Managed care bill wins approval in parliament

Parliament has approved a proposal to encourage patients to limit their choice of doctors and other healthcare service providers as part of cost-cutting reforms.

This content was published on September 22, 2011 - 13:09

The House of Representatives on Thursday followed the Senate in agreeing a compromise following seven years of discussions.

Under the reform, patients’ contributions towards medical bills will be increased from ten to 15 per cent for those who still insist on having a free choice of doctors, as is possible under the present system.

Managed care would mean patients having access to a certain network of doctors through their family doctors. It is argued that this would keep health costs down.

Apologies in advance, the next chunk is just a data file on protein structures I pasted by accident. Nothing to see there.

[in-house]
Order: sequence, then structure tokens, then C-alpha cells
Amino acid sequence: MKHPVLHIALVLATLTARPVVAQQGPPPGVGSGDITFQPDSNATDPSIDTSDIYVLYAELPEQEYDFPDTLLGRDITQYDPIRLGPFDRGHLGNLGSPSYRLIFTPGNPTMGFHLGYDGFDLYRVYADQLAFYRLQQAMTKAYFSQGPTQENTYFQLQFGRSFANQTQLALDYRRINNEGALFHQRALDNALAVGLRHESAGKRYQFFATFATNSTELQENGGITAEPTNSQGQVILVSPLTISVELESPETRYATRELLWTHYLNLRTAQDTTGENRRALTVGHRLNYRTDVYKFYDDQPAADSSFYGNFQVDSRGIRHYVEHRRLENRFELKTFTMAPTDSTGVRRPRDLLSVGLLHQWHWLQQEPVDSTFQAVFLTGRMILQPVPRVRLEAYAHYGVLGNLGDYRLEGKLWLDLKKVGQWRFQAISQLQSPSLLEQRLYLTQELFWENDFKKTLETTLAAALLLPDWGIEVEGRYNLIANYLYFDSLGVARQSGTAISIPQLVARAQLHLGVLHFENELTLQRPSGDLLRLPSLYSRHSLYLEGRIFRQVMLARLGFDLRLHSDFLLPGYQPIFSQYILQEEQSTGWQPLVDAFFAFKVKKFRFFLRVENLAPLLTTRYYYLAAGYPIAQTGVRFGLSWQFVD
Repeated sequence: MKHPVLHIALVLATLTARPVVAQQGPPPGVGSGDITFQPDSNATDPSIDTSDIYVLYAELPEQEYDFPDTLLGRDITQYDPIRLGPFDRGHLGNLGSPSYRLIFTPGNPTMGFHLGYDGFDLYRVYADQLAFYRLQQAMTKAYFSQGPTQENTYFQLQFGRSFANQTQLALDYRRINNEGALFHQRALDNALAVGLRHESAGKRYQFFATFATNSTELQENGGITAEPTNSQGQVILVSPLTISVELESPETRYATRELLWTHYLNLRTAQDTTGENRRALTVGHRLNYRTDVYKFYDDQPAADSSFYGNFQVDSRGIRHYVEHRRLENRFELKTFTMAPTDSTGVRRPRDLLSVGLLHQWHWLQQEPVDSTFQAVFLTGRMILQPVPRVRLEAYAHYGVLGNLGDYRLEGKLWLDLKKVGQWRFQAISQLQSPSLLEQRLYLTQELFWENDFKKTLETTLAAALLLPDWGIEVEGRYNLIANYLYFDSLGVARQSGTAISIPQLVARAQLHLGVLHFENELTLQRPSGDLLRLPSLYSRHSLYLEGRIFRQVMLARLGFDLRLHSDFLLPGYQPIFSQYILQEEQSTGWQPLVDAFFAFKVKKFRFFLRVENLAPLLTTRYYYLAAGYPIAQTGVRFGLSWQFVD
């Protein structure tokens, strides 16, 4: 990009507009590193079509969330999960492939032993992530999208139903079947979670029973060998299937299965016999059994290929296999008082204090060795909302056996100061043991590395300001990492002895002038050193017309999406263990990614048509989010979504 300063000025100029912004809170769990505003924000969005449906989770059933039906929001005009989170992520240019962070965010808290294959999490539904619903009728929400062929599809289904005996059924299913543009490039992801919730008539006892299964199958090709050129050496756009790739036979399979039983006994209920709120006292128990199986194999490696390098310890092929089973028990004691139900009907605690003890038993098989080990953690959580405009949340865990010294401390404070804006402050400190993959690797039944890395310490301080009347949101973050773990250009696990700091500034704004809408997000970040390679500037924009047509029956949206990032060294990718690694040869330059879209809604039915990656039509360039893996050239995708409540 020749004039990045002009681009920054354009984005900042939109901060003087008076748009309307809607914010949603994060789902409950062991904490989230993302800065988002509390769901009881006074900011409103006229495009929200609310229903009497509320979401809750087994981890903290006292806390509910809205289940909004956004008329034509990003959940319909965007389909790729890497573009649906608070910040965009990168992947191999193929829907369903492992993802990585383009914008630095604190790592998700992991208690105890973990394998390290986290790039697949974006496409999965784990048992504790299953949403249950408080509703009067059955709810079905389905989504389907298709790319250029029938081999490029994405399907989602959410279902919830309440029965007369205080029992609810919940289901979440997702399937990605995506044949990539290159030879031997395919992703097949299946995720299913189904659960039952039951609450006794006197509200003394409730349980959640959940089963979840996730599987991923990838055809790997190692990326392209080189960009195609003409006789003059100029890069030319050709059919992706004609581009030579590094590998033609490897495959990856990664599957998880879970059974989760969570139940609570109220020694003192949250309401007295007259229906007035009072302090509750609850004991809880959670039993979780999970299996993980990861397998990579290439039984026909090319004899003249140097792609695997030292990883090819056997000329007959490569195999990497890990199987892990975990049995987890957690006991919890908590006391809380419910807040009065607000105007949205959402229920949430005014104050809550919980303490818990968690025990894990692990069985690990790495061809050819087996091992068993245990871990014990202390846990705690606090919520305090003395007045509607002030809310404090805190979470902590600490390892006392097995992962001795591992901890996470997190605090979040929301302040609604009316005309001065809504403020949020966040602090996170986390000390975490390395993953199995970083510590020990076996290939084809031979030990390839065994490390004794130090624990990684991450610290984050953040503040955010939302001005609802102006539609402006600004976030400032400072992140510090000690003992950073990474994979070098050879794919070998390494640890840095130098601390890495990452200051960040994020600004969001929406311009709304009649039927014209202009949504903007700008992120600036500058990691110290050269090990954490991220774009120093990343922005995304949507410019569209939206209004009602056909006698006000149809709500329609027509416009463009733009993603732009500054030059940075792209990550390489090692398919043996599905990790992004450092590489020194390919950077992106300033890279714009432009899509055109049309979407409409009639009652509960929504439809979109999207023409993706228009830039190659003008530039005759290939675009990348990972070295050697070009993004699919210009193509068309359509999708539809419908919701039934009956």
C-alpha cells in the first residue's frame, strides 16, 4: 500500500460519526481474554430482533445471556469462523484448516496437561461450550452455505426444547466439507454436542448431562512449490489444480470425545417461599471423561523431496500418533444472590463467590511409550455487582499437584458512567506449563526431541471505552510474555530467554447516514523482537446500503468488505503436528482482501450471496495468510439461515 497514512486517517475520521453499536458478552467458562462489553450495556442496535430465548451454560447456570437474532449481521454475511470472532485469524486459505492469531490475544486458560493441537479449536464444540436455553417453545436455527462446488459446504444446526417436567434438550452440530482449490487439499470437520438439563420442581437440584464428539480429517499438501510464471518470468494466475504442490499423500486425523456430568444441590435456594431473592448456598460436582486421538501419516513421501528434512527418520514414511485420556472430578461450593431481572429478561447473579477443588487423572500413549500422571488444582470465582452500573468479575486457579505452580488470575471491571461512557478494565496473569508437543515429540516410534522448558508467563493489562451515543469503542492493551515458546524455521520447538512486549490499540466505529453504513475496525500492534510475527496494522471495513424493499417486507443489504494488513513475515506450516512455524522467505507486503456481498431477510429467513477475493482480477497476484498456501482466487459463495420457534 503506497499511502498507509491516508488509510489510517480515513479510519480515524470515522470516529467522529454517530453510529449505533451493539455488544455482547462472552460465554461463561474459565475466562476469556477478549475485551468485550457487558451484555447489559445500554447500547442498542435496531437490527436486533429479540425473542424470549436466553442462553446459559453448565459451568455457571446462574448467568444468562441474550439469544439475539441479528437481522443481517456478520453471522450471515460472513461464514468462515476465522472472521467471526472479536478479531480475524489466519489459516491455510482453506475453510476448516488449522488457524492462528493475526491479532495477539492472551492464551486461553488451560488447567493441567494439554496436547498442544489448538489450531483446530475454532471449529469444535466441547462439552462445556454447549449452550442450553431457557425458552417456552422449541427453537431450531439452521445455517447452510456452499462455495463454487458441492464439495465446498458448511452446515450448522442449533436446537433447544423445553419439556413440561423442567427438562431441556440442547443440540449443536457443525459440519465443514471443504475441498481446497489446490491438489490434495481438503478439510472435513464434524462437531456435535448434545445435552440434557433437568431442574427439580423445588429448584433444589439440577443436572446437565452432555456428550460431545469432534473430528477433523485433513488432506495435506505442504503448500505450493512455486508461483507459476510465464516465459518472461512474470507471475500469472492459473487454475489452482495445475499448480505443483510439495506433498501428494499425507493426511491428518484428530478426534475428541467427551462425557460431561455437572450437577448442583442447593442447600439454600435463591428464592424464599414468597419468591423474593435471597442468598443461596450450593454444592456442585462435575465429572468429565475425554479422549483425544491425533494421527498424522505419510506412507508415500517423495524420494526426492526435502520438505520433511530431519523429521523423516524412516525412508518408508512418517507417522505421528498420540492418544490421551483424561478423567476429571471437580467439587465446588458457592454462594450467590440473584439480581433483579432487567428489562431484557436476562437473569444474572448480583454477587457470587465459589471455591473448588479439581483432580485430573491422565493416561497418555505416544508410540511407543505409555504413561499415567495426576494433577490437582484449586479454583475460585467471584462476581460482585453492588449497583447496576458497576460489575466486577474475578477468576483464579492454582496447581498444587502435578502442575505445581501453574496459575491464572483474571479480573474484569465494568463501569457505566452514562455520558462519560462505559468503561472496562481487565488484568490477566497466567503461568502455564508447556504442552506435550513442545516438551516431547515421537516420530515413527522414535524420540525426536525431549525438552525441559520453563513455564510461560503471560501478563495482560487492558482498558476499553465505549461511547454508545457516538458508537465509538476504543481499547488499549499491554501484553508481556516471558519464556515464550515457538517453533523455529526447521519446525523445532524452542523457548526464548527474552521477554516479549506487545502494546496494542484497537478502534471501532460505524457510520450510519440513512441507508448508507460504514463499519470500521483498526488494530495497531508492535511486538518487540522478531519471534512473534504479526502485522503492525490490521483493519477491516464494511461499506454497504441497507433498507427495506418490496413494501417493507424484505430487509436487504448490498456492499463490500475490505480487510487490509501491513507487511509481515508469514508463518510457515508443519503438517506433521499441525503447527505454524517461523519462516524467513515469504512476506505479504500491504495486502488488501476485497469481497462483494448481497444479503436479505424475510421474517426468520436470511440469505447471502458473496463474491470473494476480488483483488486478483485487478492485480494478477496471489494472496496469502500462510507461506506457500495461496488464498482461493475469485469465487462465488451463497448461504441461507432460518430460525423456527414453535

The maximum limit of annual excess payments is to be lowered to SFr500 ($546) from SFr700 for insured people prepared to accept restrictions.

However, there is no legal obligation for health insurers to offer access to a network of outpatient services.

Currently only about ten per cent of the population uses managed care insurance coverage, but Interior Minister Didier Burkhalter, whose portfolio includes health matters, hopes to increase the figure to 60 per cent.

The Swiss Medical Association and centre-left political parties have announced they are considering challenging the amendment with a nationwide vote, arguing the reform is biased and creates additional costs for patients.

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